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New PDF release: Companion to the Weekly Problem Papers

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By John Milne

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1 Screw Dislocation Let us begin by imagining that the phase singularity line extends along the z-axis, passing through the origin x = y = z = 0. In the immediate neighborhood of the axis, the field is almost zero, and because the zero line is parallel to the axis, there will be very little change in the field behavior in the z-direction. We then have, to a good approximation, ∂u ≈ 0. 12) This means that, in the immediate neighborhood of the origin, the slow component of the wavefield satisfies the equation ∂ 2u ∂ 2u + 2 = 0.

What do we expect to be the behavior of the phase fronts? Let us take the simplest case, a = −1. 7. Working in an (x , y, z )coordinate system, we write (x + iy) = ρ eiφ , which implies that the field may be written as U(x , y, z ) = ρeiφ eik(z cos θ+x sin θ) . 34) The surface of constant phase will satisfy z = − tan θx − φ/ cos θ. 9. 9 Illustration of (a) a mixed edge-screw dislocation for θ = π/8 and (b) a mixed edge-screw dislocation for θ = 12π/25. helix becomes infinite and we end up with a pure edge dislocation.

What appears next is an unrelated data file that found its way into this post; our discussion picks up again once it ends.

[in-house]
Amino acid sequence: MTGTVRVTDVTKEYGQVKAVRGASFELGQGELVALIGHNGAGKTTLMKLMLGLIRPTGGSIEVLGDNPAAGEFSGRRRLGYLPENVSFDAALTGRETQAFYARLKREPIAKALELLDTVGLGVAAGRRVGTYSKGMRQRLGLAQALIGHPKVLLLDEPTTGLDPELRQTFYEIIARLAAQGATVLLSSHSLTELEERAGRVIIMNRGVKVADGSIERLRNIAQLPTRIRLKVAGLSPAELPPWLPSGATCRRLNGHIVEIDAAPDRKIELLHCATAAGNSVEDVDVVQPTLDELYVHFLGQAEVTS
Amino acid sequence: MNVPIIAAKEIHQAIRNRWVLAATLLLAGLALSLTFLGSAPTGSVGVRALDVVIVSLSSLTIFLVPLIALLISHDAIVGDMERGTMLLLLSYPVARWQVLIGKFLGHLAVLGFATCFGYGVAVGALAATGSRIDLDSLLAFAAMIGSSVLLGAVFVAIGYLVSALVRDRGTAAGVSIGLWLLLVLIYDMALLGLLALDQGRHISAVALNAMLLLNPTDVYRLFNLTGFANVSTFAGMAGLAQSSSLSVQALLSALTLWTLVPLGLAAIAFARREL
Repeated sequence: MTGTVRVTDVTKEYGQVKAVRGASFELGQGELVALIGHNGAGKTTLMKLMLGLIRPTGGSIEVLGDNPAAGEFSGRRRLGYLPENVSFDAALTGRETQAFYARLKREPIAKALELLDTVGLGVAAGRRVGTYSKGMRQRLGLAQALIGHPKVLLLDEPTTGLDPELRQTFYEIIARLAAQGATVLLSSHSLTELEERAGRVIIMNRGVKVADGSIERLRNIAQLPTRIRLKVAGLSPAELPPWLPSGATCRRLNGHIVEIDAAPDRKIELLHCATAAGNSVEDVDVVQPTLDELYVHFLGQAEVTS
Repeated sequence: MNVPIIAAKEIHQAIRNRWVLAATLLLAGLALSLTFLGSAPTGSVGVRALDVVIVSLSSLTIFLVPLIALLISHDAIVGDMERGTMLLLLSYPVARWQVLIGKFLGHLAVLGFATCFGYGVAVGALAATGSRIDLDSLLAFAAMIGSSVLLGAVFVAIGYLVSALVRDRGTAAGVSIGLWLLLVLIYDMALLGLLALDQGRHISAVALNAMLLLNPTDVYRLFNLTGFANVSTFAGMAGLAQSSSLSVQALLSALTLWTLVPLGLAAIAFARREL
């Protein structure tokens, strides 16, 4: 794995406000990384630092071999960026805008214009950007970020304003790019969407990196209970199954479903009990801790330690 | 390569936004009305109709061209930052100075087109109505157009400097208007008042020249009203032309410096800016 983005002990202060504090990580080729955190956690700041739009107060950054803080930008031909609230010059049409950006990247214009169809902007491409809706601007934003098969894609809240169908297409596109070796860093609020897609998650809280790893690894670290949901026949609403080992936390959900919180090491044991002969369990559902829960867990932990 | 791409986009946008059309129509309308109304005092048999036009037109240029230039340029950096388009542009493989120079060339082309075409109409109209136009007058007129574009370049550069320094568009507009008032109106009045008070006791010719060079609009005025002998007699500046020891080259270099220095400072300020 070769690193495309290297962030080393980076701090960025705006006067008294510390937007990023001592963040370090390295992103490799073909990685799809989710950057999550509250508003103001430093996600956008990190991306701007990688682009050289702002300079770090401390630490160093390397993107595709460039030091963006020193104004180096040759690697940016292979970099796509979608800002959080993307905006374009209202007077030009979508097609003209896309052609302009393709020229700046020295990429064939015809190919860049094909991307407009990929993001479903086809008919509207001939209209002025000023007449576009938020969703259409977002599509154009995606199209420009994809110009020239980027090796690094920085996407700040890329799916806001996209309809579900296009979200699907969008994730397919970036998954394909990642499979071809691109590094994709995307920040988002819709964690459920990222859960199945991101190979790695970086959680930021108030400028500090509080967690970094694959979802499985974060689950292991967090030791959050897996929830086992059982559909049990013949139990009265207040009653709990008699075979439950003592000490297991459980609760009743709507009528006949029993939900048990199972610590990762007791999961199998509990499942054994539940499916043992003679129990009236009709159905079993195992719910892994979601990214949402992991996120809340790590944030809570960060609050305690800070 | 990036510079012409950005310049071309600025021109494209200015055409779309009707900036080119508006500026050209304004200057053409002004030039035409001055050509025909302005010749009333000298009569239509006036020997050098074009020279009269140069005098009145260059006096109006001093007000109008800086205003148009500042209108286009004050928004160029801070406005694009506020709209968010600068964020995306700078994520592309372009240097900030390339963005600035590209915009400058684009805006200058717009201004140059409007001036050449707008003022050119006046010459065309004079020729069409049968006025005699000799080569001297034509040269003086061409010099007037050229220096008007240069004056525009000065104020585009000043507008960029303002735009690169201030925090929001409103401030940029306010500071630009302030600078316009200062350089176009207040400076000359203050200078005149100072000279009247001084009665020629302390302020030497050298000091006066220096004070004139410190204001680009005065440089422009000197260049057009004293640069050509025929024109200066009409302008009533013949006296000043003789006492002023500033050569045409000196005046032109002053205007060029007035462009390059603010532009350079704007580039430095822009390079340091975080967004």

In keeping with our earlier discussion, we expect derivatives that act in the direction of this line to be negligible. 26) z = −x sin θ + z cos θ. 27) We have to be careful here, because the use of the paraxial equation automatically treats the derivatives along x and z on a different footing. 22, and rederive our paraxial expression in these terms. 28) which in terms of our new coordinates becomes ∂2 ∂2 ∂2 U(r) = 0. 29) Generic Properties of Phase Singularities 45 Using U(r) = u(r)eikz , we may write a reduced equation, 2ik sin θ ∂ ∂ ∂2 ∂2 ∂2 u(r) = 0.

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Companion to the Weekly Problem Papers by John Milne


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